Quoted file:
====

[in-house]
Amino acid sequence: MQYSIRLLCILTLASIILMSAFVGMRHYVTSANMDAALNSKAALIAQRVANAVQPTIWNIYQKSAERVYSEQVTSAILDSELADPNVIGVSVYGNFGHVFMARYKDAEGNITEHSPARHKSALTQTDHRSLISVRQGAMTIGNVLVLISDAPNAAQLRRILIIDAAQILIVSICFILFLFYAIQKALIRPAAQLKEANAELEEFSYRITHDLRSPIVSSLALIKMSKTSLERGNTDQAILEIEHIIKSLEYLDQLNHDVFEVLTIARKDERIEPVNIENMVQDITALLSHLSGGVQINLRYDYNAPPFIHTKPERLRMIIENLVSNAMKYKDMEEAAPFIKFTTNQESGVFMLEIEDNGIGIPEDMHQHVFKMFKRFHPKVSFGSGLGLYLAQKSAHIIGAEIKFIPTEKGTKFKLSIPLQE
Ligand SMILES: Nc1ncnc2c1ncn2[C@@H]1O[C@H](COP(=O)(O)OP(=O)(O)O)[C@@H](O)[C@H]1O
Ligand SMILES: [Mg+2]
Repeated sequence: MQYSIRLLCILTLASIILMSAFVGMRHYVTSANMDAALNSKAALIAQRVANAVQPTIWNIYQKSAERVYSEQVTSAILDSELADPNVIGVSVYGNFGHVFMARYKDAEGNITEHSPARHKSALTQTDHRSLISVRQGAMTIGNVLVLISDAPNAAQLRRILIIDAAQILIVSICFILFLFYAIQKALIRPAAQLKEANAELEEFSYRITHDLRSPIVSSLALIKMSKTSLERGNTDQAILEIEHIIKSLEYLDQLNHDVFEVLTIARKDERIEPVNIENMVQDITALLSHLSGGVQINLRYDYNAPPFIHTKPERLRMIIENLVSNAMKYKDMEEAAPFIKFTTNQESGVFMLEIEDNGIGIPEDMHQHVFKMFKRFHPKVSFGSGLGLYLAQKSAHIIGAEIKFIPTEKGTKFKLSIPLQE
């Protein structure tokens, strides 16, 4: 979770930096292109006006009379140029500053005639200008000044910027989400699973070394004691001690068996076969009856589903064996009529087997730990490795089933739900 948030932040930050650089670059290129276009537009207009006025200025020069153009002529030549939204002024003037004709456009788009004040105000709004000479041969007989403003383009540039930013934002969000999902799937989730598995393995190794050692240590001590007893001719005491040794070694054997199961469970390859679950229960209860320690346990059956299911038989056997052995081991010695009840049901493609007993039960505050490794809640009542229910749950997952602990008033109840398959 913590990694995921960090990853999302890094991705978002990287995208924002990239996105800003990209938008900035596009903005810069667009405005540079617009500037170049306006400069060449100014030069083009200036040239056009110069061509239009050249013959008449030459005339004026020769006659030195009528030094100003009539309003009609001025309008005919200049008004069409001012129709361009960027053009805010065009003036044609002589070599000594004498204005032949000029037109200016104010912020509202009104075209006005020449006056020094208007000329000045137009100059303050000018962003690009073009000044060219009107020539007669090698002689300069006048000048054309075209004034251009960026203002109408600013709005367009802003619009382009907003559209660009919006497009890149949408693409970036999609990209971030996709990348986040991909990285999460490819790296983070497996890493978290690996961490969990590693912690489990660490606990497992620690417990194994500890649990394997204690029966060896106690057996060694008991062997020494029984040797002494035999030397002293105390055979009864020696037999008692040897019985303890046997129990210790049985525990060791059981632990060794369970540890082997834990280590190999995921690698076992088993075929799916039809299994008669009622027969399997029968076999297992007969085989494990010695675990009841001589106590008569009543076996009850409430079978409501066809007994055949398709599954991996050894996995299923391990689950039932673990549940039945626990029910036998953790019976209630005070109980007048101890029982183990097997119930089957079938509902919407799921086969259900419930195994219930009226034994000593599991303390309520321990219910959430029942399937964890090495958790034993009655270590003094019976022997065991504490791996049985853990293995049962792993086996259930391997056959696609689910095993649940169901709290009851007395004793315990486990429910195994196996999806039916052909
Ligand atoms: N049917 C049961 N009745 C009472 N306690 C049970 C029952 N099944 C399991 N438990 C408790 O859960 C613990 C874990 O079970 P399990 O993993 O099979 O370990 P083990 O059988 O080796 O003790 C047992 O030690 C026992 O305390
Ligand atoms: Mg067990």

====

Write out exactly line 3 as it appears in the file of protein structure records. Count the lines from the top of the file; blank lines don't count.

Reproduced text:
Ligand SMILES: Nc1ncnc2c1ncn2[C@@H]1O[C@H](COP(=O)(O)OP(=O)(O)O)[C@@H](O)[C@H]1O